Red KitesRed Kites – at least 20 came in to roost this evening

Returning to the car, we set off for the drive inland to an otherwise rather unprepossessing area of farmland. A scan of the treetops quickly revealed first one, then two, then more Red Kites perched in the trees, along with a number of Common Buzzards. As the sun started to go down, more birds appeared, flying in from all different directions. Several of them flew out and landed in the trees in the field in front of us, preening and loafing before going in to roost. At one point many of the birds took off and circled round – we counted at least 20 Red Kites either in flight or perched in the trees.

With a beautiful sunset in the west, we headed back to Holkham to finish the day, with the mist gathering again over the marshes.

SunsetSunset

1st November 2014 – Holkham Fantastic

Another day out on tour, and we spent the whole day exploring the Holkham area. The weather forecast was decidedly mixed and we arrived to cloud and showers but it cleared quickly from the west and the rest of the day was sunny and unseasonably warm – was this really the 1st of November? Thankfully the birds were just as good as the weather!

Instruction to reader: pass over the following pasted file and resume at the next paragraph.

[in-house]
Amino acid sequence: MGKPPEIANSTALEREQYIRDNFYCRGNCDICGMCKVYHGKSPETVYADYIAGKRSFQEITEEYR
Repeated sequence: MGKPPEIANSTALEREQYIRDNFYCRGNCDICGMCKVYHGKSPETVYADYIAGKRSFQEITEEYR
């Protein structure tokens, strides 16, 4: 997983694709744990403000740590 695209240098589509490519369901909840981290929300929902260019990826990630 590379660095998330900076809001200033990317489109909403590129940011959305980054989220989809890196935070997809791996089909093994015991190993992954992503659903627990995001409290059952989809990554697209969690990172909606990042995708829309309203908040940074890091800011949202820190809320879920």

P1090512Little Grebe – at least 6 were on Salts Hole

We started off walking west on the inland side of the pines. We stopped to watch a small group of Redwing feeding in the leaf litter and a pair of Goldcrest on the edge of the pines. Several Little Grebes were on Salts Hole and one in particular spent some time wrestling with a particularly large fish. As we approached Washington Hide, we could hear a mixed flock of tits, Goldcrests and Treecreepers in the trees behind, and this was suddenly joined by the distinctive call of a Yellow-browed Warbler. Climbing up the boardwalk to the hide, the bird gave tantalisingly brief views before disappearing deeper into cover.

P1090513Holkham Beach – the view was glorious out on the sand

With the sun now out we decided to continue along the boardwalk to the beach. A small crowd had gathered to admire the drake Surf Scoter which has been present offshore here for several days now, and we were quickly onto the bird ourselves. The white nape patch shone in the sunshine and, when it wasn’t asleep, so did the swollen yellow-orange of the bill. Quite a stunner. Better still, it was together with 4 Velvet Scoters and a small group of Common Scoters were only a short distance away – 3 species of Scoter all together.

IMG_1726Surf Scoter – the photo doesn’t do it justice